Five months after his accident, Tim Sumpter can recall looking up as his parachute began to open, right before he crashed into the Snake River in Idaho at 80 plus mph during a jump from a bridge.
But at the time, all the Waterloo man remembered was a lot of bubbles underwater and then being hauled onto a pontoon boat.
That's understandable. He was in a coma for the next 17 days with injuries that included a pelvis torn in half, two broken shoulders, broken vertebrae, a shattered tailbone and a whole lot of trauma.
Now, amazingly, he is fine, although quite a bit achy, and back at work as a senior software engineer at Jet Aviation St. Louis at St. Louis Downtown Airport in Cahokia.
Sumpter is still in physical therapy twice a week with hopes of getting back on the ski slopes next winter.
But after 22 years, he has given up flinging himself off bridges, buildings and other tall objects.
"I love you. I'm never gonna jump again," was the first thing he told his wife, Theresa, after he finally woke up in the hospital in Boise, Idaho.
Sumpter is what's known as a BASE jumper, which stands for Buildings, Antennas, Spans and Earth, all things people like to jump from. It usually starts with a love of skydiving and grows from there.
For Sumpter, jumping off things was a hobby.
He said he probably had about eight broken bones in various places from jumping accidents in his career.
"Now I have 21," he said. "Luckily there was no brain trauma, but I still get tired. I'm healed. It just aches."
Sumpter is 46 but said he sometimes feels about 80.
His BASE jumping love all started with a TV show.
"Back in the 1980s, I saw some guys on MTV jumping off the Twin Towers in New York City. I said that looks great. Guys could throw themselves off something and safely land -- mostly."
So he went to the airport in Sparta and took skydiving lessons.
After 25 jumps he went to West Virginia and did his first BASE jump.
He said he never thought about dying. He just knew he felt really alive while jumping -- until last Aug. 31, Labor Day weekend. He was jumping off the bridge that spans the Snake River in Idaho, the same area where daredevil Evel Knievel unsuccessfully tried to jump the river on a rocket-propelled motorcycle.
"Eight hundred fifty jumps later, I guess the Lord said, 'In order to make Tim stop, I'm gonna have to really, really mess him up.'" Sumpter said.
It was his third jump of the day, around 5:30 p.m., and started normally. But somehow the strap on the bag holding his pilot chute, which was supposed to open his main chute, became tangled on his arm and didn't deploy.
He said he had about six seconds between jumping and hitting the water, 486 feet below. Normally his chute would have popped open and he would have had 15-20 seconds to fly around before landing on the beach.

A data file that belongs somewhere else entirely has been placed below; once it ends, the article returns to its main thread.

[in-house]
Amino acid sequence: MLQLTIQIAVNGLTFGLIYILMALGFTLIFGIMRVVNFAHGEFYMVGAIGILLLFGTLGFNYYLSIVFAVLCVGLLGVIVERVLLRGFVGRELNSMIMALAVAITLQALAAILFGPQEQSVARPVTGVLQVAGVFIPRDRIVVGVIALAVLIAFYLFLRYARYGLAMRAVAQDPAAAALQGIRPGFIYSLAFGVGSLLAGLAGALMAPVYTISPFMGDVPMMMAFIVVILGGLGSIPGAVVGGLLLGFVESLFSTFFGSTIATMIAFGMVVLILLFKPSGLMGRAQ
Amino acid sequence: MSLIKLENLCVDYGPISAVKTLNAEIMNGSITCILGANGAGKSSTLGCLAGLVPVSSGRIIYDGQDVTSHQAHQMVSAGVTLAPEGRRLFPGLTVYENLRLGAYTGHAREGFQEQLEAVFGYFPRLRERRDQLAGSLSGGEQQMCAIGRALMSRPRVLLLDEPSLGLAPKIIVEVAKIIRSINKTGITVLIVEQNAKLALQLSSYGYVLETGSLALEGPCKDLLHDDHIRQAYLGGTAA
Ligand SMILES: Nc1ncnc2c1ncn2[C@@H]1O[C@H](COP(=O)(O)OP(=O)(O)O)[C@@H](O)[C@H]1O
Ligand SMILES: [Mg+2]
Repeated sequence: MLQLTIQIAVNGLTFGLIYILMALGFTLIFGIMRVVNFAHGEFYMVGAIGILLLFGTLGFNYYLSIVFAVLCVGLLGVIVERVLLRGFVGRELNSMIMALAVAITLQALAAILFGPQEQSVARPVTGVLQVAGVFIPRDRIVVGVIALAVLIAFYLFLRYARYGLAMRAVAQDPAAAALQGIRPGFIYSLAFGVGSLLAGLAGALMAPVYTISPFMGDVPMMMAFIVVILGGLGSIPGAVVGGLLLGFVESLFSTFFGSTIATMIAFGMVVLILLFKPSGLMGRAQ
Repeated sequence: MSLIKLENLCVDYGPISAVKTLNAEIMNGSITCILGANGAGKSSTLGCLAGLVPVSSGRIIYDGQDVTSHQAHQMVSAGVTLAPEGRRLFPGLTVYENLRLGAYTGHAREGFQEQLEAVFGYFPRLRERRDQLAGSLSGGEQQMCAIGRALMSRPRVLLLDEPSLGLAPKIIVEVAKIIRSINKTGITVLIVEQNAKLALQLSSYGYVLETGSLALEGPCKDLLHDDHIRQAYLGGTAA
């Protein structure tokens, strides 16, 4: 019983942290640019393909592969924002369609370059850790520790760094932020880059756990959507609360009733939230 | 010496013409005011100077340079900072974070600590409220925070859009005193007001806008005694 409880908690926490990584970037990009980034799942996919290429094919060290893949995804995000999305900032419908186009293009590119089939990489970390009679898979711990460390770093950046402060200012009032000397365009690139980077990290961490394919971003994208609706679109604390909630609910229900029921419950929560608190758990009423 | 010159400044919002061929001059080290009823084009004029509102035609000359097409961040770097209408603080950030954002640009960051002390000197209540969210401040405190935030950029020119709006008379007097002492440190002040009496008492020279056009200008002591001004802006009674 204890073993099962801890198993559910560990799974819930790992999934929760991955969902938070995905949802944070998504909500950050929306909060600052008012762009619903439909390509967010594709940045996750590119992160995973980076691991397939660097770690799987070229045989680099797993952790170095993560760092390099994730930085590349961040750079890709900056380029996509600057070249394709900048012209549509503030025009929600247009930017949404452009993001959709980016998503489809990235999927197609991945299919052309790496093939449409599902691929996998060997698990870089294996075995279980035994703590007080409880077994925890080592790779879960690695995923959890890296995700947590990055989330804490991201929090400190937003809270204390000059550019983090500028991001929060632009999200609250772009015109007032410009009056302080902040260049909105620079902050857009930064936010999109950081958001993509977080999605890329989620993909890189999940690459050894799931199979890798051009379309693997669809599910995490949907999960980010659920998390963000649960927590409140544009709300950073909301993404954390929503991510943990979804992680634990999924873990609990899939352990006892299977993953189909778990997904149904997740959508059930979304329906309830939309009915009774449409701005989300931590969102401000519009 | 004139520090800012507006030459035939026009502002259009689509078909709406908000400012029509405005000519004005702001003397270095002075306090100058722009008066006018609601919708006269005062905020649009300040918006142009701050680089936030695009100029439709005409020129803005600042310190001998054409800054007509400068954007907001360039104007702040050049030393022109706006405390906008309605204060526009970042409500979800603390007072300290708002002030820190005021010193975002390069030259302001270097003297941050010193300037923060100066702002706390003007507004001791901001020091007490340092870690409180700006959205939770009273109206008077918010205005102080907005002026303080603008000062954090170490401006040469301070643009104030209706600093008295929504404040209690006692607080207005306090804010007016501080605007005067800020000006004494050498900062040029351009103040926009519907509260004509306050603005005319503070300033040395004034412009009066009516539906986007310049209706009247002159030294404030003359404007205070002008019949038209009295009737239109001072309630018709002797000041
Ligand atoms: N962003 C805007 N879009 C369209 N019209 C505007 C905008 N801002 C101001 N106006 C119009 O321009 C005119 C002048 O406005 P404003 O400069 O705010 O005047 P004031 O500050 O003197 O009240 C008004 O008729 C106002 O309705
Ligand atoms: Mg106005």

About four seconds into his jump he saw the problem and had just enough time to fix the strap and see the pilot chute start to unfold.
He said he now can remember details from the jump. He hit the water, which was only about 4 1/2 feet deep, feet first. His tailbone probably hit on the bottom of the river.
Luckily, a boat was nearby and came to his rescue. Apparently he was hard to miss.
"People there said it sounded like a Magnum (handgun) going off when I hit the water," he said.
Even luckier, a nurse floated by in another boat and took charge, making sure his head was secured so he wasn't paralyzed.
He was taken to a regional hospital and then flown by helicopter to Boise. He had internal bleeding, which led to cardiac arrest.
"It was the worst pain of my life," he said.
His wife flew out the next day and stayed with him for four weeks.
Other family members came out and stayed as well, including his son, Bradley, stepson, David, and stepdaughter, Caiti.
He said the doctors had to make his wife take breaks and get away from him. But he was grateful for the company, and the love, which he said had a lot to do with his quick recovery.
After quite a bit of healing, his employer, Jet Aviation, flew him and his family back to St. Louis.
Sumpter said he reflects often on that day and whether it had a deeper purpose.
"Eighty percent of people with traumatic pelvic injuries die," he said. "I should have died that day. Do I have another purpose in life?
"I mean, I'm blessed. I'm happy for a second half in my life. I hope to make a difference somehow."
But not with a parachute strapped to his back.
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